Nebraska lawmakers to debate transgender student bathroom and sports team access bill.

The Nebraska Legislature stalled last year over objections to a bill banning gender-affirming care for under-19s. To avoid a repetition, sponsors of a parallel law barring transgender kids' access to toilets and sports teams deferred it until the end of the session.  

With five days left in the legislative session, it could overturn dozens of unpassed laws. “I wanted this session to go better than last year,” Omaha Democrat Sen. Machaela Cavanaugh said in the nonpartisan Legislature. “I won't let this happen for free. The cost is time. Period.”

Cavanaugh filibustered practically every bill before the body, even ones she supported, to kill the 2023 plan, which was altered to limit gender-affirming surgery for minors and restrict gender-affirming drugs and hormones. After the governor signed a 12-week abortion ban, it passed. Plaintiffs are challenging the hybrid law in court.  

Legislative Bill 575, the Sports and Spaces Act proposed by Republican Sen. Kathleen Kauth, was blocked for over a year before being approved out of committee Thursday. Students would have to use bathrooms, locker rooms, and sports teams that match their natal gender.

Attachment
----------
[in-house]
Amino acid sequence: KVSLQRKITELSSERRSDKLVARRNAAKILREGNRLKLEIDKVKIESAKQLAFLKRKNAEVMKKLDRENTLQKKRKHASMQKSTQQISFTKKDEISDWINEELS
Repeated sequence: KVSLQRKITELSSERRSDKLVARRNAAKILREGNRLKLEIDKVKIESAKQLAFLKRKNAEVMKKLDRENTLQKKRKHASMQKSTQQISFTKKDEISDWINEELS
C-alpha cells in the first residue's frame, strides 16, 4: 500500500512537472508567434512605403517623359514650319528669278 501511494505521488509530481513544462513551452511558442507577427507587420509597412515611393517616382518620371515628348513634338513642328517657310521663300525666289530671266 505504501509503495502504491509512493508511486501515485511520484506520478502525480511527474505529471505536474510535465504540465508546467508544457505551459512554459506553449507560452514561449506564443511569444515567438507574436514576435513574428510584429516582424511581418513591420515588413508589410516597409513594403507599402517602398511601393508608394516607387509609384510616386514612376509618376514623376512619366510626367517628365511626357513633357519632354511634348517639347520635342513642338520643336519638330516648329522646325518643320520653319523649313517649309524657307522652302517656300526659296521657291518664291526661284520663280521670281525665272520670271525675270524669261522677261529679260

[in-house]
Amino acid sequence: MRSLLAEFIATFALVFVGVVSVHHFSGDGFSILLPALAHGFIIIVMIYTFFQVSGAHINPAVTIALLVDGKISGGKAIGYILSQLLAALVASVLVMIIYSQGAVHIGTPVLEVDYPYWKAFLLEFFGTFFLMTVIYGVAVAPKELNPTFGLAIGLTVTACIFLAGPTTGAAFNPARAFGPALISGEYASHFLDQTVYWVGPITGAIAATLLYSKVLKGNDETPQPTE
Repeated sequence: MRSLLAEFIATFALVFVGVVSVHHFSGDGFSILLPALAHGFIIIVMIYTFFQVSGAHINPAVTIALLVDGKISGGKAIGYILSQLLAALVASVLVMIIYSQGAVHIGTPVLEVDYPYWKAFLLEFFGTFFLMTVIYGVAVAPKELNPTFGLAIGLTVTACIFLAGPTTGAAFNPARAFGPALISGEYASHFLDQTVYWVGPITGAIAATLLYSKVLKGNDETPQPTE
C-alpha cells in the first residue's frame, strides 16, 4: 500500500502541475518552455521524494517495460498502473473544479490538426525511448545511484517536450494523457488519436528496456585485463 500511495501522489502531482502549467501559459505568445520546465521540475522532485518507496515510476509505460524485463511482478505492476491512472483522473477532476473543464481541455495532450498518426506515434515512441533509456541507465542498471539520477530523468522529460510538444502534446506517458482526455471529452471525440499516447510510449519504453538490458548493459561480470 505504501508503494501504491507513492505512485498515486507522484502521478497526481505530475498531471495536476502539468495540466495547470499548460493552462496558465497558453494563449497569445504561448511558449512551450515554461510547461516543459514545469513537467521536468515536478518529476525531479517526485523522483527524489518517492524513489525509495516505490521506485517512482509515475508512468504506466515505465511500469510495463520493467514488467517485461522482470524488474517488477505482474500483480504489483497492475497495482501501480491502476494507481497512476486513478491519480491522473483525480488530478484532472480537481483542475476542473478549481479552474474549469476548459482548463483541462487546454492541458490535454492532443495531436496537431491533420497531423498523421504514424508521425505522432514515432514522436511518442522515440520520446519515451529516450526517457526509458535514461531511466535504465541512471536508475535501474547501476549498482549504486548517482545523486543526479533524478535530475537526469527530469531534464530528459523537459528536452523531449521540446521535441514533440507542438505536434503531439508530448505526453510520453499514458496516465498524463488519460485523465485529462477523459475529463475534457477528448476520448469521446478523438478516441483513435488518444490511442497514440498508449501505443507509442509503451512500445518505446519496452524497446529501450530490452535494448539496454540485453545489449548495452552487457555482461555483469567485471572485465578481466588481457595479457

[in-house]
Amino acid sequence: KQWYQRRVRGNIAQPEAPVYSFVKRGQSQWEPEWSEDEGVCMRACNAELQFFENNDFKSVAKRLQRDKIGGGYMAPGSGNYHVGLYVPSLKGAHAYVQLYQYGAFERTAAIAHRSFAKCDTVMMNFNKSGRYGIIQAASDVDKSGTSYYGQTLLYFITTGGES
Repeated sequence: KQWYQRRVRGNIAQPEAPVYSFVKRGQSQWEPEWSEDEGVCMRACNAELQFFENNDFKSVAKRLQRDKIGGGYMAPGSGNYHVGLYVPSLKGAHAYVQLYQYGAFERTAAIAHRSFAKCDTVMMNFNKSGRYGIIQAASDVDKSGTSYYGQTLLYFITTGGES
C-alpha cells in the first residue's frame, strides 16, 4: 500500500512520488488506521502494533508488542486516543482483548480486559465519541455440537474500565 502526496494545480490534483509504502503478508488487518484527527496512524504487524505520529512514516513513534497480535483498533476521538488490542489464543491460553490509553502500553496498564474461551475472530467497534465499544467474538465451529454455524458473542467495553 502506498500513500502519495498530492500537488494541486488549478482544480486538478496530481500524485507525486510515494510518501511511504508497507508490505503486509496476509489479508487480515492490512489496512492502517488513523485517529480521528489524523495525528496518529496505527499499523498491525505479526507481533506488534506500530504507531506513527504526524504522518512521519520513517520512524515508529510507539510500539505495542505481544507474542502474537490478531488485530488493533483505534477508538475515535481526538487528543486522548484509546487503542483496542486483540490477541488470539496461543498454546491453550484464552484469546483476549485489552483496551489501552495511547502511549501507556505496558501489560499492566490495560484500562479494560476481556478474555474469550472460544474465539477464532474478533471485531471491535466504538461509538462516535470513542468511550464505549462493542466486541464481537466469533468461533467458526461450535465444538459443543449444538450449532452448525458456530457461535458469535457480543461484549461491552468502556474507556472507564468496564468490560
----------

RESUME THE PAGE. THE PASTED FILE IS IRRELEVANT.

Kauth, who wrote last year's gender-affirming limitations, called LB575 her top priority for this session despite Cavanaugh's threat to filibuster it again. Kauth got a boost this week when the state's Republican attorney general said the plan doesn't violate the U.S. Constitution's equal protection provision.  

“We find no evidence that LB575 has been introduced to single out and harm transgender students as opposed to protect student privacy and female athletic opportunity,” Attorney General Mike Hilgers wrote. Cavanaugh accused Republicans of promoting wedge issue laws and flip-flopping on whether government should be a nanny state or remain out of people's private lives.  

“If you agree with parents, they know best. If you disagree with parents, you know best, she said. “You all fought for local control this morning, and now you want to take it from schools.”  

In a February Pew Research Center poll, 41% of public K-12 teachers felt the national discussion over sexual orientation, gender identity, and race education had hurt their work. Additionally, 71% of teachers stated they don't have enough control over public school curriculum, while 58% claimed their state government has too much.  

Sen. John Arch, Nebraska Legislature speaker, stated late Thursday that Kauth's bill would be considered Friday afternoon for four hours. The first of three rounds of debate a bill must pass usually lasts eight hours. However, Arch announced earlier this year that he would cut that in half for social wedge bills as Speaker.  

Cavanaugh declared readiness. “Get ready to hear my recipes, movie synopses and on and on,” she continued. We'll keep doing that till 575 dies.”  

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